Are you using an activated copy of Windows 10? Do you even know? Windows 10 activation is a subject that is often confusing for many people, and with good reason. While activating Windows 10 is much simpler compared to past versions, at least in my opinion, it can still be difficult to determine if you own an activated copy or how you go about getting one if you don’t have one on your laptop.
Today, we will examine the Windows 10 activation in more detail. We will cover the types of licenses available, how activation occurs, and how you can activate your copy of Windows 10.
First, let’s talk about why you should activate Windows 10. At first glance, you may wonder why bother. After all, you can install Windows 10 Home or Pro without needing a product key. So what happens if you don’t ever both to purchase a copy and activate windows?
Honestly, not much. In the past, Windows would not only limit the features you had access to, but it would also stop allowing you to update your PC. This could present a big problem, especially if you are worried about security. Now, Microsoft will allow you to continue using Windows 10 with almost every feature available to you, including updates. I’ve really only noticed two things that don’t work properly:
1. If you don’t activate, after a month you will get a watermark in the bottom corner of the screen stating that Windows isn’t activated. It’s annoying, but it doesn’t really prevent you from using the system.
2. Your access to the Personalization section of Windows 10 is disabled. This means that your ability to control settings such as colors, wallpaper, the lock screen, etc. are disabled. You can still see them, but they are all greyed out.
So if this is the case? Why should you bother? Outside of making sure you are legit while using your software, something that’s important if you are running a business, accessing these other features truly does make Windows 10 a much better experience. But, if you are just playing around with Windows to experiment or maybe test something, I’m not sure it’s worth it. But for anyone that plans on using Windows 10 as their primary operating system, it’s something I definitely recommend.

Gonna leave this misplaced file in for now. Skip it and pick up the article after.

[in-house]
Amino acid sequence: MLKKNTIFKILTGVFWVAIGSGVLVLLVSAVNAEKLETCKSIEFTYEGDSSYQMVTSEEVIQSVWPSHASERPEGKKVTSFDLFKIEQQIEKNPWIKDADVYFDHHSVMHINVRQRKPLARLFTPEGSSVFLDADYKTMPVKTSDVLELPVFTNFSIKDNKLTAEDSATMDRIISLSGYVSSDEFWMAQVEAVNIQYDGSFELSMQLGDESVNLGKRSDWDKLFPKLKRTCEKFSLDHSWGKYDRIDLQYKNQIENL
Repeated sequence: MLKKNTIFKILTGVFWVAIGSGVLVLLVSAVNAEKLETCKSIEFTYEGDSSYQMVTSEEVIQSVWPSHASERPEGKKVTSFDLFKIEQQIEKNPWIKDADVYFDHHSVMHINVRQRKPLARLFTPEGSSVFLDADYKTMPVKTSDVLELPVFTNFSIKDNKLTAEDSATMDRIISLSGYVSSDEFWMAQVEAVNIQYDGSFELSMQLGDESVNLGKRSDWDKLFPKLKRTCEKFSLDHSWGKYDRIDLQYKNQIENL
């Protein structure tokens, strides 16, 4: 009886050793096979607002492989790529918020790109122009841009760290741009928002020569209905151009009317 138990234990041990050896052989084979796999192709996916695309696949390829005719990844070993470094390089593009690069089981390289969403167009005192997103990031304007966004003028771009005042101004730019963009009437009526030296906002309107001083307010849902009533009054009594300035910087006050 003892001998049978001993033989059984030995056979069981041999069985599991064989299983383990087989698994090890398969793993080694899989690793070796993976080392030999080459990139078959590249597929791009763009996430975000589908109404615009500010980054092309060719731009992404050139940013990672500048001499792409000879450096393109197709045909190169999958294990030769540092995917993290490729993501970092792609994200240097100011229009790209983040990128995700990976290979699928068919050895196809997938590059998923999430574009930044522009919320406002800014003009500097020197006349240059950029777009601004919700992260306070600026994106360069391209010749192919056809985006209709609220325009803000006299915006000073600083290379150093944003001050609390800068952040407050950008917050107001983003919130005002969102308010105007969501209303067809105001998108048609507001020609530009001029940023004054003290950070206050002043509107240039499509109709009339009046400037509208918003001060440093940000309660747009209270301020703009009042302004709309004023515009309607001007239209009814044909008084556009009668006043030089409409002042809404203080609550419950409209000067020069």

Types of Licenses
There are two main types of licenses available from Microsoft. Which license you have will usually depend on how you purchased Windows 10. Let’s look at each one briefly.
This license doesn’t exist on paper anywhere. Instead, the information about your computer and maybe even your information is stored on Microsoft’s servers. This type of license can be found on computers that have been through the official upgrade process from Microsoft, either during the free upgrade or a digitally purchased upgrade.
They can also be found on machines with a fresh copy of Windows 10 that has then been purchased and activated through the activation screens on the computer or the Windows Store.
This type of license is available to anyone that goes to an official retailer and purchases a copy of Windows 10, or anyone that purchases a new computer that comes with Windows 10 pre-installed. This key must be entered during the installation process or after setup is complete in order to use it.
Checking Your Activation